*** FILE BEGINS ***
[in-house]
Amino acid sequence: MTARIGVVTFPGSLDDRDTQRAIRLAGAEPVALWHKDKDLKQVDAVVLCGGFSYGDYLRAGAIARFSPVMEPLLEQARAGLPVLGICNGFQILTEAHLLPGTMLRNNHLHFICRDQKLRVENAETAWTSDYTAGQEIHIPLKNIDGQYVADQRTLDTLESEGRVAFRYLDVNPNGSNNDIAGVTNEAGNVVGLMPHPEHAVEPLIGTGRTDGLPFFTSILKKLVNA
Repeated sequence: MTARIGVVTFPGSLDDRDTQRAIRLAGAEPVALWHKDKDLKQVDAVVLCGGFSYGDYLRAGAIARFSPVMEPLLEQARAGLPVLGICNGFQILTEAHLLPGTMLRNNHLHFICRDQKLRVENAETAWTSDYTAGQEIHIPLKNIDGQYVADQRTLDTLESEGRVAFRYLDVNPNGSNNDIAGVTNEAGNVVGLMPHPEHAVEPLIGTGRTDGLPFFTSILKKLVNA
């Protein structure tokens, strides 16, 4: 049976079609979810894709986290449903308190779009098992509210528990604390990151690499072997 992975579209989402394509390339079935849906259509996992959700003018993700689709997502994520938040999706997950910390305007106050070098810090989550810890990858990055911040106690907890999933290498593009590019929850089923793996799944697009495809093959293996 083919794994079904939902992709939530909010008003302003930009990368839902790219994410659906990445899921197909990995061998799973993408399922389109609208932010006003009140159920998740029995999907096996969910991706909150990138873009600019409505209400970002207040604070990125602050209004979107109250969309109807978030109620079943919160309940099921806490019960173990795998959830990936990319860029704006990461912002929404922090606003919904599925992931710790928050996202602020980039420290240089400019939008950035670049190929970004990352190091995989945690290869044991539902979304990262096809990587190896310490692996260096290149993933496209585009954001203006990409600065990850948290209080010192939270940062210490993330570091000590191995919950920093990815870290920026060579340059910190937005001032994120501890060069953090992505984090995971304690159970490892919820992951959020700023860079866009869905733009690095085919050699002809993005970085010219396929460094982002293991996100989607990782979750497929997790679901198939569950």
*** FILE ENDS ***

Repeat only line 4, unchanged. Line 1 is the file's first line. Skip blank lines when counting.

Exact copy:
């Protein structure tokens, strides 16, 4: 049976079609979810894709986290449903308190779009098992509210528990604390990151690499072997 992975579209989402394509390339079935849906259509996992959700003018993700689709997502994520938040999706997950910390305007106050070098810090989550810890990858990055911040106690907890999933290498593009590019929850089923793996799944697009495809093959293996 083919794994079904939902992709939530909010008003302003930009990368839902790219994410659906990445899921197909990995061998799973993408399922389109609208932010006003009140159920998740029995999907096996969910991706909150990138873009600019409505209400970002207040604070990125602050209004979107109250969309109807978030109620079943919160309940099921806490019960173990795998959830990936990319860029704006990461912002929404922090606003919904599925992931710790928050996202602020980039420290240089400019939008950035670049190929970004990352190091995989945690290869044991539902979304990262096809990587190896310490692996260096290149993933496209585009954001203006990409600065990850948290209080010192939270940062210490993330570091000590191995919950920093990815870290920026060579340059910190937005001032994120501890060069953090992505984090995971304690159970490892919820992951959020700023860079866009869905733009690095085919050699002809993005970085010219396929460094982002293991996100989607990782979750497929997790679901198939569950």